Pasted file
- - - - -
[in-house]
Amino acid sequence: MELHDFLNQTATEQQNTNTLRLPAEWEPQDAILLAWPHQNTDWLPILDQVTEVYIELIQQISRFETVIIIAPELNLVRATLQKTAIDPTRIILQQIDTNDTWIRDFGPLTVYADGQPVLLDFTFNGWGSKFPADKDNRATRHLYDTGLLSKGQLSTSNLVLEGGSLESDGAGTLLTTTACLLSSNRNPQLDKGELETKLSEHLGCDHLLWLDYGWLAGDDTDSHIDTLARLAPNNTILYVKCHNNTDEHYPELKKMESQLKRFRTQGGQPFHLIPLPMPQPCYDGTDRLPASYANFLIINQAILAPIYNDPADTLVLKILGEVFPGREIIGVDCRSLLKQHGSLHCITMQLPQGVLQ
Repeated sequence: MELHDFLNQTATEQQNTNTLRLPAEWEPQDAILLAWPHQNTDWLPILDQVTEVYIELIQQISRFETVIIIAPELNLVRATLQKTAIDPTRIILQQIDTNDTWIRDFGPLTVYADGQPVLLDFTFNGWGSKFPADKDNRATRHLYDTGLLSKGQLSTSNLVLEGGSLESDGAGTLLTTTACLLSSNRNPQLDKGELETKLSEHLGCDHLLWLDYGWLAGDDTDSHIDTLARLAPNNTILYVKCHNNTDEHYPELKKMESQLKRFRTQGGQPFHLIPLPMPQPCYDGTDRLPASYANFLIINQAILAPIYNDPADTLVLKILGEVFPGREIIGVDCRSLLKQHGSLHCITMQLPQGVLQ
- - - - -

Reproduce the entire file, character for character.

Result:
[in-house]
Amino acid sequence: MELHDFLNQTATEQQNTNTLRLPAEWEPQDAILLAWPHQNTDWLPILDQVTEVYIELIQQISRFETVIIIAPELNLVRATLQKTAIDPTRIILQQIDTNDTWIRDFGPLTVYADGQPVLLDFTFNGWGSKFPADKDNRATRHLYDTGLLSKGQLSTSNLVLEGGSLESDGAGTLLTTTACLLSSNRNPQLDKGELETKLSEHLGCDHLLWLDYGWLAGDDTDSHIDTLARLAPNNTILYVKCHNNTDEHYPELKKMESQLKRFRTQGGQPFHLIPLPMPQPCYDGTDRLPASYANFLIINQAILAPIYNDPADTLVLKILGEVFPGREIIGVDCRSLLKQHGSLHCITMQLPQGVLQ
Repeated sequence: MELHDFLNQTATEQQNTNTLRLPAEWEPQDAILLAWPHQNTDWLPILDQVTEVYIELIQQISRFETVIIIAPELNLVRATLQKTAIDPTRIILQQIDTNDTWIRDFGPLTVYADGQPVLLDFTFNGWGSKFPADKDNRATRHLYDTGLLSKGQLSTSNLVLEGGSLESDGAGTLLTTTACLLSSNRNPQLDKGELETKLSEHLGCDHLLWLDYGWLAGDDTDSHIDTLARLAPNNTILYVKCHNNTDEHYPELKKMESQLKRFRTQGGQPFHLIPLPMPQPCYDGTDRLPASYANFLIINQAILAPIYNDPADTLVLKILGEVFPGREIIGVDCRSLLKQHGSLHCITMQLPQGVLQ